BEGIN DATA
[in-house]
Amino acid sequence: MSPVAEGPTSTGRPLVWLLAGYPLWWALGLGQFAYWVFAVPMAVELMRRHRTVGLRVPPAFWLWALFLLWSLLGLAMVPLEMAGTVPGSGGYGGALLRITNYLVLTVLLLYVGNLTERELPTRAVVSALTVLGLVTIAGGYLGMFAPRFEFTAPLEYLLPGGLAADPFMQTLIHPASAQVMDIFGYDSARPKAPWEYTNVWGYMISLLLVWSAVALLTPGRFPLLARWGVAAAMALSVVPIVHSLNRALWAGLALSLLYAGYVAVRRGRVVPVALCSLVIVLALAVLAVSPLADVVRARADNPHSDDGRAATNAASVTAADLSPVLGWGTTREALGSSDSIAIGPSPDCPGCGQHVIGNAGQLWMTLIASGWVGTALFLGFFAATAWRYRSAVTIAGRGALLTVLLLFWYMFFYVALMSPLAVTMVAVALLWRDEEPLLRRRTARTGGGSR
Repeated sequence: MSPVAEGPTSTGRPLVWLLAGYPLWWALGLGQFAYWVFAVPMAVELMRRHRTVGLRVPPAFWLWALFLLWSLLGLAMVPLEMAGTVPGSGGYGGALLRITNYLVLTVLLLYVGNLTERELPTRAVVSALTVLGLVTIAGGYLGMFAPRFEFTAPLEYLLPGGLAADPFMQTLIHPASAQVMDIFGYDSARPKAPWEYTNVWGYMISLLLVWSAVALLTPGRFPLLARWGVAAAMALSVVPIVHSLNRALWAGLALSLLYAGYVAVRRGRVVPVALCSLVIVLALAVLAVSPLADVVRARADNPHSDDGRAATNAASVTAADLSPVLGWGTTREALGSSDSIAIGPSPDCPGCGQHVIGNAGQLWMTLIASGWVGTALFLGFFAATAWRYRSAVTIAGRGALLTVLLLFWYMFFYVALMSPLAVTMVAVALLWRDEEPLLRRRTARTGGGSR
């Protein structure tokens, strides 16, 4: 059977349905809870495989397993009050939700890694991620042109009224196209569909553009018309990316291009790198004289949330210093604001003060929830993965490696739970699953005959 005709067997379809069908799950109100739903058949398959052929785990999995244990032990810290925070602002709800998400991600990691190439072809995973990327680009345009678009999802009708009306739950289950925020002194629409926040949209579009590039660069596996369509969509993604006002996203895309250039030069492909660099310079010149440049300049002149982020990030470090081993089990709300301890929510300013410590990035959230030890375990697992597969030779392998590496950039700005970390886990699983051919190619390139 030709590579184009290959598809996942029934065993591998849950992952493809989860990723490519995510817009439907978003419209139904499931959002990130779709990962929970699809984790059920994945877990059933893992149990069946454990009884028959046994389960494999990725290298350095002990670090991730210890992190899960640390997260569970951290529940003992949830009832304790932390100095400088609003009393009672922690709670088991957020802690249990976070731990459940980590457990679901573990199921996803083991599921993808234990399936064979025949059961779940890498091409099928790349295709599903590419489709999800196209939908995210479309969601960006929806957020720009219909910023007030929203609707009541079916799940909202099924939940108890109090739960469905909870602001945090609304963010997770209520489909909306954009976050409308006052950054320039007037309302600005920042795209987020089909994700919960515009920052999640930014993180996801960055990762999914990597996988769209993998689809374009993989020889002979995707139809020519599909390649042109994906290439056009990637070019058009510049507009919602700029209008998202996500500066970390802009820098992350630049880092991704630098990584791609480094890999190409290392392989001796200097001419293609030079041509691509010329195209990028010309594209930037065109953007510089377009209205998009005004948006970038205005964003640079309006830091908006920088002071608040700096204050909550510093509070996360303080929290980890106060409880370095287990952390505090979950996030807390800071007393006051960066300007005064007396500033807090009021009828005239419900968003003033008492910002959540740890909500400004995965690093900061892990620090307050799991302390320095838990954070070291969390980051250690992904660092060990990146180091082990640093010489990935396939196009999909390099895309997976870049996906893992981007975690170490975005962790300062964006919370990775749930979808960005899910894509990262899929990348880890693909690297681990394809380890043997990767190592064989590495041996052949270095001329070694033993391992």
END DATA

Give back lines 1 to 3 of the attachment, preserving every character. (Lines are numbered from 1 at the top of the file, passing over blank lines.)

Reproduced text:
[in-house]
Amino acid sequence: MSPVAEGPTSTGRPLVWLLAGYPLWWALGLGQFAYWVFAVPMAVELMRRHRTVGLRVPPAFWLWALFLLWSLLGLAMVPLEMAGTVPGSGGYGGALLRITNYLVLTVLLLYVGNLTERELPTRAVVSALTVLGLVTIAGGYLGMFAPRFEFTAPLEYLLPGGLAADPFMQTLIHPASAQVMDIFGYDSARPKAPWEYTNVWGYMISLLLVWSAVALLTPGRFPLLARWGVAAAMALSVVPIVHSLNRALWAGLALSLLYAGYVAVRRGRVVPVALCSLVIVLALAVLAVSPLADVVRARADNPHSDDGRAATNAASVTAADLSPVLGWGTTREALGSSDSIAIGPSPDCPGCGQHVIGNAGQLWMTLIASGWVGTALFLGFFAATAWRYRSAVTIAGRGALLTVLLLFWYMFFYVALMSPLAVTMVAVALLWRDEEPLLRRRTARTGGGSR
Repeated sequence: MSPVAEGPTSTGRPLVWLLAGYPLWWALGLGQFAYWVFAVPMAVELMRRHRTVGLRVPPAFWLWALFLLWSLLGLAMVPLEMAGTVPGSGGYGGALLRITNYLVLTVLLLYVGNLTERELPTRAVVSALTVLGLVTIAGGYLGMFAPRFEFTAPLEYLLPGGLAADPFMQTLIHPASAQVMDIFGYDSARPKAPWEYTNVWGYMISLLLVWSAVALLTPGRFPLLARWGVAAAMALSVVPIVHSLNRALWAGLALSLLYAGYVAVRRGRVVPVALCSLVIVLALAVLAVSPLADVVRARADNPHSDDGRAATNAASVTAADLSPVLGWGTTREALGSSDSIAIGPSPDCPGCGQHVIGNAGQLWMTLIASGWVGTALFLGFFAATAWRYRSAVTIAGRGALLTVLLLFWYMFFYVALMSPLAVTMVAVALLWRDEEPLLRRRTARTGGGSR